Fire board's role debated

Volunteer firefighters could lose say over selection of chiefs under Robey proposal

October 08, 2006|By Melissa Harris | Melissa Harris,sun reporter

The county's six volunteer fire companies would be stripped of their key role in selecting the next fire chief under a bill introduced in the County Council at the request of County Executive James N. Robey.

Under current law, the seven-member Fire & Rescue Services Board - made up mostly of nominees picked by the Howard County Volunteer Fireman's Association - selects the candidates for fire chief that the county executive will choose from when there is a vacancy.

Robey said that he is proposing to eliminate the fire board's authority to narrow the candidate pool because the department no longer is dominated by volunteers.

"We're the only jurisdiction with a fire board that does this," he said. "It was created many, many years ago because the fire department was pretty much all volunteers, and they wanted to be able to recommend their own person. Things have changed, and we don't use this process to appoint any other department head."

Robey also said that, in light of discussions with members of the fire board, he would offer an amendment to the bill requiring the county executive to notify the board of the executive's choice before making a public announcement.

"If they have strong objections that end up making sense to me, then I would be inclined to listen to them," Robey said. "I don't think any executive would want a chief who wouldn't work collegially with volunteers."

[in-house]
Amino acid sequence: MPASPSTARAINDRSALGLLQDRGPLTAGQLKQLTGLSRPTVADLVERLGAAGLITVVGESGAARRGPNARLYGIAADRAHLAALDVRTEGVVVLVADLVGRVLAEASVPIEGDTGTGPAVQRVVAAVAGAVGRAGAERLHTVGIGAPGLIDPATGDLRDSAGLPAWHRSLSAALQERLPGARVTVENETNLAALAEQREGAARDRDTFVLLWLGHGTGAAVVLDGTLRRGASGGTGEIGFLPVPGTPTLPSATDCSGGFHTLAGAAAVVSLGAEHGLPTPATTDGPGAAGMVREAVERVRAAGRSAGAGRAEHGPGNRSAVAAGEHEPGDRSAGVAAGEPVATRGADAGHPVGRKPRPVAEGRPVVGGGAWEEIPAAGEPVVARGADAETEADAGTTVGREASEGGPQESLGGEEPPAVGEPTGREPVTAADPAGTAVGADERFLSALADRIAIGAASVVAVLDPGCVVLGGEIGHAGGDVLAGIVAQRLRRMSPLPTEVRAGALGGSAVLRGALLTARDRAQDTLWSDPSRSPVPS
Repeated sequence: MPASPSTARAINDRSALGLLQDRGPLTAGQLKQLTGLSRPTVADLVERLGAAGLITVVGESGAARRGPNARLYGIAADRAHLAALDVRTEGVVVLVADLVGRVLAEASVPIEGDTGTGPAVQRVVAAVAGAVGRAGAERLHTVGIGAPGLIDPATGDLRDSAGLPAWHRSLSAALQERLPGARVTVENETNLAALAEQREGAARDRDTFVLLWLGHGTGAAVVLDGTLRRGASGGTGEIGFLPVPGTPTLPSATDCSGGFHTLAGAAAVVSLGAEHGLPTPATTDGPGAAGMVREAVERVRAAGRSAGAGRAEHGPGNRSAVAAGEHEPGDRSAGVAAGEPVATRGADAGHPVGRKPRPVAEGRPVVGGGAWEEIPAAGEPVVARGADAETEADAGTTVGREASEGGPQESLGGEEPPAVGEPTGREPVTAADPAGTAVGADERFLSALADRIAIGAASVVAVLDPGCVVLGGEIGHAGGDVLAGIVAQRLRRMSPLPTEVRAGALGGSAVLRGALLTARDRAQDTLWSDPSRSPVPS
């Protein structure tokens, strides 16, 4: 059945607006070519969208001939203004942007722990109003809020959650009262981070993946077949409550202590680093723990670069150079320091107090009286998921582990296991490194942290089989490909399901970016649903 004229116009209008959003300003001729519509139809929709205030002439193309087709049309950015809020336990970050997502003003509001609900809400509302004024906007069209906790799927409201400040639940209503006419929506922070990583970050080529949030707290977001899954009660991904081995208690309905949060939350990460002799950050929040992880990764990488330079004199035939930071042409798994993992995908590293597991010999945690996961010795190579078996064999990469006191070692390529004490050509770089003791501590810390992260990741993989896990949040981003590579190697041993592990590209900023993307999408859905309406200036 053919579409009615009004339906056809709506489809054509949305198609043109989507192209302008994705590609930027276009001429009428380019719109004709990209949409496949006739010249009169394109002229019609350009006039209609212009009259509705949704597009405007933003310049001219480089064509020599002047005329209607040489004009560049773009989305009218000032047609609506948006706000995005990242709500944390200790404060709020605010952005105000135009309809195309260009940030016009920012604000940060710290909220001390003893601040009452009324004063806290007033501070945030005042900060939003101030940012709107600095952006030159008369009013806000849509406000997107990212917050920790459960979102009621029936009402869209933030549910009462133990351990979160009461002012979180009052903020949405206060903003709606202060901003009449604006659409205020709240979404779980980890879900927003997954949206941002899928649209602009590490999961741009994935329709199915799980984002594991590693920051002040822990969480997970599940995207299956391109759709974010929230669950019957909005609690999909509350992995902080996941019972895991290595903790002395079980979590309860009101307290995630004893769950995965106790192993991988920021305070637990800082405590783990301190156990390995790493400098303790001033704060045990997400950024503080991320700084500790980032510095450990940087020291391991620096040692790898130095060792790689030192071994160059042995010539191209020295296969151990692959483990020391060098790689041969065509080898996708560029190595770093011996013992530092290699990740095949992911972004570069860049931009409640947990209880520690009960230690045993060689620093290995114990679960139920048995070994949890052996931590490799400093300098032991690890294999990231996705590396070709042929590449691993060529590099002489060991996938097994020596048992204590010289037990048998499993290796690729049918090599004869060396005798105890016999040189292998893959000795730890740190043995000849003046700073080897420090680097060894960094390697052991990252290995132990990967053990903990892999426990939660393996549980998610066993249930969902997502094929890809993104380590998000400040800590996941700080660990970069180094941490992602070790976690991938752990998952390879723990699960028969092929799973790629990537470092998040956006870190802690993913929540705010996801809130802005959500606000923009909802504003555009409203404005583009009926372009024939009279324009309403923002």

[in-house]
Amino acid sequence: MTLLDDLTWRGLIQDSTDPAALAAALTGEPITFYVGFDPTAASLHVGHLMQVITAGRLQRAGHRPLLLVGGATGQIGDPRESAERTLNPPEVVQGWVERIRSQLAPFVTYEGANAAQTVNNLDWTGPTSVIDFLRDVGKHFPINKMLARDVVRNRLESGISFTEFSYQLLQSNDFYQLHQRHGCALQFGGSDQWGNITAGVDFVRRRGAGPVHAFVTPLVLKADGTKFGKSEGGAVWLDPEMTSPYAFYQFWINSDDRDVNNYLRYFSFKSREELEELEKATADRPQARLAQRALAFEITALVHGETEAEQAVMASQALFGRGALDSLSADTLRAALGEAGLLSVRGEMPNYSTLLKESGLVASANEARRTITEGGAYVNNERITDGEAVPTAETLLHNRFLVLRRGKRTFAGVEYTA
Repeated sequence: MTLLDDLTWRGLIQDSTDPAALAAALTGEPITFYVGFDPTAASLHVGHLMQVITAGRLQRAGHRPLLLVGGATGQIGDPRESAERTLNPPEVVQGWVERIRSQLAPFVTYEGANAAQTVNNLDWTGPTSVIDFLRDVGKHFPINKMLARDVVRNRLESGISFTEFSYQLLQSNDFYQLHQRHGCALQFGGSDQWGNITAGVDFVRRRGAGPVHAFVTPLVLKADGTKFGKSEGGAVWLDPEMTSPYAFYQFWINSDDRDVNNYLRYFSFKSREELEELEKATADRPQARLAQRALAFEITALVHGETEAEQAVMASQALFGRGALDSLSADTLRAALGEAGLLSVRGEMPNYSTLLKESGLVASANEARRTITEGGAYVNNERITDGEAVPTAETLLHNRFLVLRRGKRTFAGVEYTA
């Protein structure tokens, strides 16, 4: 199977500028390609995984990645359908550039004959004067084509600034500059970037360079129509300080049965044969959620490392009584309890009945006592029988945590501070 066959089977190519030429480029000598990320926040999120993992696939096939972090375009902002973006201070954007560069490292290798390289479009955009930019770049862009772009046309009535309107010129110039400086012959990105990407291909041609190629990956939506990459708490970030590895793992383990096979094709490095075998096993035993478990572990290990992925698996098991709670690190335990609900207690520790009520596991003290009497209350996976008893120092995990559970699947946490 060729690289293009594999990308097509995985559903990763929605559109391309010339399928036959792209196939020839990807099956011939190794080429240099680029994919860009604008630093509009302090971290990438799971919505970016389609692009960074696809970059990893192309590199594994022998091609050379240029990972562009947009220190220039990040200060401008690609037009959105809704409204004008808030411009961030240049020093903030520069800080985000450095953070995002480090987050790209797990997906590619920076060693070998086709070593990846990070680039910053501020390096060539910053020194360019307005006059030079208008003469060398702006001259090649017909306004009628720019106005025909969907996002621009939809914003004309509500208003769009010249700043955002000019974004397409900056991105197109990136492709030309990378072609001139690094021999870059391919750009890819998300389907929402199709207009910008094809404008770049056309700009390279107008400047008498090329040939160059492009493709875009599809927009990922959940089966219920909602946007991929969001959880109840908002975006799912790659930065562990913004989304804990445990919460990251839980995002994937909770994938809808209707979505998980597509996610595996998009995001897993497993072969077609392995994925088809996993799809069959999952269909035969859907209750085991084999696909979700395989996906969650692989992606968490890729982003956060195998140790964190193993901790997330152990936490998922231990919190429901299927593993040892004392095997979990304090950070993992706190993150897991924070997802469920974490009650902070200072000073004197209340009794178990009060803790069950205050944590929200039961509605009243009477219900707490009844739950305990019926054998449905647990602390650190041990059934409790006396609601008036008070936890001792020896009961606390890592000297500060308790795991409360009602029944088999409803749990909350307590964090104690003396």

Diana L. Coll, chairwoman of the county fire board, said she expects several members of the fire board to speak out against the proposal when the bill comes up for debate Oct. 16.

She said that the fire department's mixture of volunteer and career firefighters requires a different selection process from those for other department heads.

"This basically means we have less say, and we want to have equal say," said Coll, who heard of the proposal from a volunteer fire chief and then met with Robey. "The [fire] union has their front, and we need our front as well."

Richard L. Ruehl, president of the firefighters' union, which represents only paid staff, said that the union had proposed this change to Robey in "past years" but that he was surprised to see the bill introduced.

"When this selection system was created, it was probably more than appropriate for a fire service that was vastly volunteer," Ruehl said. "But in the at least 25 years since then, the fire department has completely switched its axis. It has become a career department subsidized with volunteers. Because of that, it's more than appropriate for this language to be updated."

Ruehl has sharply criticized the county's management of its approximately 650 volunteers, arguing that Fire Chief Joseph A. Herr gives them too much control over staffing levels, equipment and buildings.

The relationship between Robey and the fire union also has been strained. In May, Robey accused Ruehl of trying to extract contract concessions from him in exchange for the union's endorsement in his race for state Senate.

Herr, who has been fire chief for almost six years, said this week that he supports Robey's proposal but also could "see all sides" of the debate.

"The process that I went through was something that I thought was very fair and a very good process," Herr said. "But that was then, and I don't know what challenges the next county executive may face in the future."

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